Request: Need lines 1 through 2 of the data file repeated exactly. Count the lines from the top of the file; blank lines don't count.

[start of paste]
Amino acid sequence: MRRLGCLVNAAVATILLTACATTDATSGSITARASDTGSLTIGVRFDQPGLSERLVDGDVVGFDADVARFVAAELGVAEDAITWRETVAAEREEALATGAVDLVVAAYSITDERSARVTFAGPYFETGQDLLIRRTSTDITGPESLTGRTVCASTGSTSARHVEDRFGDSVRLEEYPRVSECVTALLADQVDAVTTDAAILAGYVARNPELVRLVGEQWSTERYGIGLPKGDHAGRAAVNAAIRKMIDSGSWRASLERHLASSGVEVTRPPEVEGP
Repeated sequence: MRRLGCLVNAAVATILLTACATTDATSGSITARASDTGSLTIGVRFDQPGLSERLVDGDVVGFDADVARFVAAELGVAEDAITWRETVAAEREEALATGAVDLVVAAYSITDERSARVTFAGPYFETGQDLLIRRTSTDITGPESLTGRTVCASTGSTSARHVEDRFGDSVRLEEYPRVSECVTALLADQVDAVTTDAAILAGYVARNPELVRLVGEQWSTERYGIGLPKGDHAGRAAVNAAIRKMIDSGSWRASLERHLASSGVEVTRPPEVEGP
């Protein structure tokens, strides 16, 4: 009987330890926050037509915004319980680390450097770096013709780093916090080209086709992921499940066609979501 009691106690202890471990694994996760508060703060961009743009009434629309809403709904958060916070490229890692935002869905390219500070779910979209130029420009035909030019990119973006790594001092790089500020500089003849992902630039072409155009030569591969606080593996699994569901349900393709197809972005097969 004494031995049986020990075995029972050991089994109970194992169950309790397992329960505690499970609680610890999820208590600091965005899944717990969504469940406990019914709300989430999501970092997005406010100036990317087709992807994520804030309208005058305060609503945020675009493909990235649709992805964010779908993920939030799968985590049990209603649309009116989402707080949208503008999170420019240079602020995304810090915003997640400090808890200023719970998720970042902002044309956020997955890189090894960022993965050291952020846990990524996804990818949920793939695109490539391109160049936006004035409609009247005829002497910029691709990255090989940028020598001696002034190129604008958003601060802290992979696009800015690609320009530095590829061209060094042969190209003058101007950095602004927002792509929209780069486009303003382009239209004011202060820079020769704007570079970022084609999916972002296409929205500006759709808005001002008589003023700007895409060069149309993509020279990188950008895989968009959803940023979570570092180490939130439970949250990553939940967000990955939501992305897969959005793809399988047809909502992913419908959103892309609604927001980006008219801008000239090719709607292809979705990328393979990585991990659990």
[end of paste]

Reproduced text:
Amino acid sequence: MRRLGCLVNAAVATILLTACATTDATSGSITARASDTGSLTIGVRFDQPGLSERLVDGDVVGFDADVARFVAAELGVAEDAITWRETVAAEREEALATGAVDLVVAAYSITDERSARVTFAGPYFETGQDLLIRRTSTDITGPESLTGRTVCASTGSTSARHVEDRFGDSVRLEEYPRVSECVTALLADQVDAVTTDAAILAGYVARNPELVRLVGEQWSTERYGIGLPKGDHAGRAAVNAAIRKMIDSGSWRASLERHLASSGVEVTRPPEVEGP
Repeated sequence: MRRLGCLVNAAVATILLTACATTDATSGSITARASDTGSLTIGVRFDQPGLSERLVDGDVVGFDADVARFVAAELGVAEDAITWRETVAAEREEALATGAVDLVVAAYSITDERSARVTFAGPYFETGQDLLIRRTSTDITGPESLTGRTVCASTGSTSARHVEDRFGDSVRLEEYPRVSECVTALLADQVDAVTTDAAILAGYVARNPELVRLVGEQWSTERYGIGLPKGDHAGRAAVNAAIRKMIDSGSWRASLERHLASSGVEVTRPPEVEGP